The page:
Thoracocentesis (from the Greek words, thorax + centesis, puncture) is an invasive procedure associated with removal of fluid or air from the pleural space for diagnostic or therapeutic purposes (1).
This can be performed by inserting carefully a needle into the pleural space in order to aspirate the pathologically collected fluid or air and allow the compressed lung to re-inflate. Ultrasound guided needle aspiration is a very useful technique and, whenever is possible, should be performed in order to reduce complications (2,3).
- Diagnostic purposes (fluid analysis);
- Therapeutic purposes (removal of fluid/air from the thoracic cavity in order to improve patient comfort and lung function).
The most common causes of pleural effusions are cancer, congestive heart failure, pneumonia, tuberculosis and recent surgery.
Contraindications to thoracocentecis are an uncooperative patient, severe hemostasis alteration, hemodynamic instability, severe respiratory failure or a pleural effusion considered too small to be safely taped (4).
Relative contraindications include cases in which the site of insertion has known bullous disease (e.g., emphysema) and the use of positive end-expiratory pressure (PEEP).
The aspiration preferably should not exceed 1,5 Lt as there is a potential low risk of development of re-expansion pulmonary edema.
Potential complications of thoracentesis include pain, pneumothorax, shortness of breath, cough, and vasovagal reaction.
Other less common complications of thoracentesis include re-expansion pulmonary edema, inadvertent liver or splenic puncture, bleeding from a lacerated intercostal vessel, induction of a pleural infection, subcutaneous emphysema, air embolism, a sheared-off catheter in the pleural space, as well as subcutaneous hematoma (5) (Figures 1,2).
Ultrasound-guided thoracocentecis is a valuable technique that could be performed in order to reduce complications especially in patients who are on mechanical ventilator support (iatrogenic pneumothorax in a patient on positive-pressure mechanical ventilatory support is particularly dangerous because there is a high risk of tension pneumothorax) or in case of a small effusion (3).
The recommended location for the needle insertion varies depending upon the source. Some sources recommend the mid-axillary line in the 6th, 7th, or 8th intercostal space. It is critical that the patient hold his or her breath to avoid piercing of the lung.
The pleural fluid collection is located and marked under real-time ultrasound guidance. Multiple scans are obtained in transverse, oblique, and sagittal planes.
After preparation of the site, needle insertion is performed at the marked point in the middle of the appropriate intercostal space, with the insertion assembly held at the same angle as was the probe, taking into account to avoid the blood vessels and nerves that run down the caudal edge of each rib.
The procedure must be performed under aseptic conditions using: (I) local anesthetic, sterile needle; (II) butterfly; (III) a plastic flexible catheter-needle system; (IV) three-way; (V) syringe. Lung sliding should be assessed before and following thoracentesis. The loss of lung sliding following thoracentesis when it was present before the procedure indicates that there has been a procedure-related pneumothorax. The finding of lung sliding following thoracentesis obviates the need for chest radiography performed in order to rule out pneumothorax (3,6). There is a suggestion that drainage of large amounts of fluid at ultrasound-guided thoracentesis is a risk factor for pneumothorax (7).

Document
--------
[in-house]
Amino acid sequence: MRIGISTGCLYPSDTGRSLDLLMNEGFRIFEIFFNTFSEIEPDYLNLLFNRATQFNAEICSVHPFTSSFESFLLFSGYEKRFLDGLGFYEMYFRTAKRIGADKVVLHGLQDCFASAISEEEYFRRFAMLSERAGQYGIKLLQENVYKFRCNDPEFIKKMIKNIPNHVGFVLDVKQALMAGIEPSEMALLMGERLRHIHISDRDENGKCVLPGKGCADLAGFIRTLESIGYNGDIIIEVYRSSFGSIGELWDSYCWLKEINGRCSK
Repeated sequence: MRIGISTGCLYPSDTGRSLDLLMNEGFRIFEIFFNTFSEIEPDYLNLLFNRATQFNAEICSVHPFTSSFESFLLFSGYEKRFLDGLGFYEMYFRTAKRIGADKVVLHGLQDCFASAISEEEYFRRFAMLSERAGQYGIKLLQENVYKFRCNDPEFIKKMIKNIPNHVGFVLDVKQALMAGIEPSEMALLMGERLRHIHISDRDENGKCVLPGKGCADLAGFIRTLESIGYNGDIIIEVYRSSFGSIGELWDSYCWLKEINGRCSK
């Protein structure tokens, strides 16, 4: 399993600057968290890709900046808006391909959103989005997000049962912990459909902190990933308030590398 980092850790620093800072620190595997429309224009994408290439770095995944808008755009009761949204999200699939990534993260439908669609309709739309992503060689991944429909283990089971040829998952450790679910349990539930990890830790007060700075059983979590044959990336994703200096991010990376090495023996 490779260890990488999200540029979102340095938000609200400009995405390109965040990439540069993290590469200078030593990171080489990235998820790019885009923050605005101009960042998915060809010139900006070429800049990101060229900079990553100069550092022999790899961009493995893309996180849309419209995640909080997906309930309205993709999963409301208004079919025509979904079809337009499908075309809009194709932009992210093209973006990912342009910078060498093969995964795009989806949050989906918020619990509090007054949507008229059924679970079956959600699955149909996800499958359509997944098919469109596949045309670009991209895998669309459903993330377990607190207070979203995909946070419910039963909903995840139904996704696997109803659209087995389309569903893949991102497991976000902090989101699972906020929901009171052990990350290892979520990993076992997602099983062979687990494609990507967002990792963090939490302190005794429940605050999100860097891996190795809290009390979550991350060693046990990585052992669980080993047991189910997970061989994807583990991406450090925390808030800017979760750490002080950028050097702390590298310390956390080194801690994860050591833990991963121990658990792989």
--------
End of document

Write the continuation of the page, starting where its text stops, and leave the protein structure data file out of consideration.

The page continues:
The collected fluid should differentiate from transudate or exudate.
A transudative effusion is caused by increased hydrostatic forces. The permeability of the capillaries to proteins is normal. An exudative effusion is caused by increased capillary permeability or lymphatic obstruction.
According to Light’s criteria (8) the pleural fluid is an exudate if one or more of the following criteria are met:
- Pleural fluid protein divided by serum protein >0.5;
- Pleural fluid LDH divided by serum LDH >0.6;
- Pleural fluid LDH more than 2/3 the upper limits of normal serum LDH
Exudate fluid etiology (9)
- Parapneumonic effusions
Less common causes
- Pulmonary embolism
- Rheumatoid arthritis
- Autoimmune diseases
- Benign asbestos effusion
- Post-myocardial infarction syndrome
- Post-coronary artery bypass graft
- Yellow nail syndrome
- Fungal infections
Transudate fluid etiology (9)
Very common causes
- Left ventricular failure
- Liver cirrhosis
Less common causes
- Peritoneal dialysis
- Nephrotic syndrome
- Mitral stenosis
- Constrictive pericarditis
- Superior vena cava obstruction
- Meigs’ syndrome
The appearance of the pleural fluid and any odour should be recorded. A pleural fluid haematocrit is helpful in the diagnosis of haemothorax (9).
A pH in a parapneumonic effusion less than 7.20 suggests the need for drainage of the fluid (empyema), usually with a chest tube. It has been suggested that a pH in this range correlates with a life expectancy of around 30 days (10).
Low pleural fluid glucose level (<3.4 mmol/L) suggests a complicated parapneumonic or malignant effusion or effusion due to empyema, rheumatoid disease, lupus, tuberculosis or esophageal rupture (9).
Cytology is an important tool in identifying effusions due to malignancy. Immunocytochemistry should be used to differentiate between malignant cell types and can be very important in guiding oncological therapy (9).
Other markers are N-terminal pro-brain natriuretic peptide (NT-proBNP), which is a sensitive marker of both systolic and diastolic cardiac failure, amylase, in suspected cases of esophageal rupture or effusions associated with pancreatic diseases, and tumor markers. Cultures are necessary in the differential diagnosis of infections.
Disclosure: The authors declare no conflict of interest.
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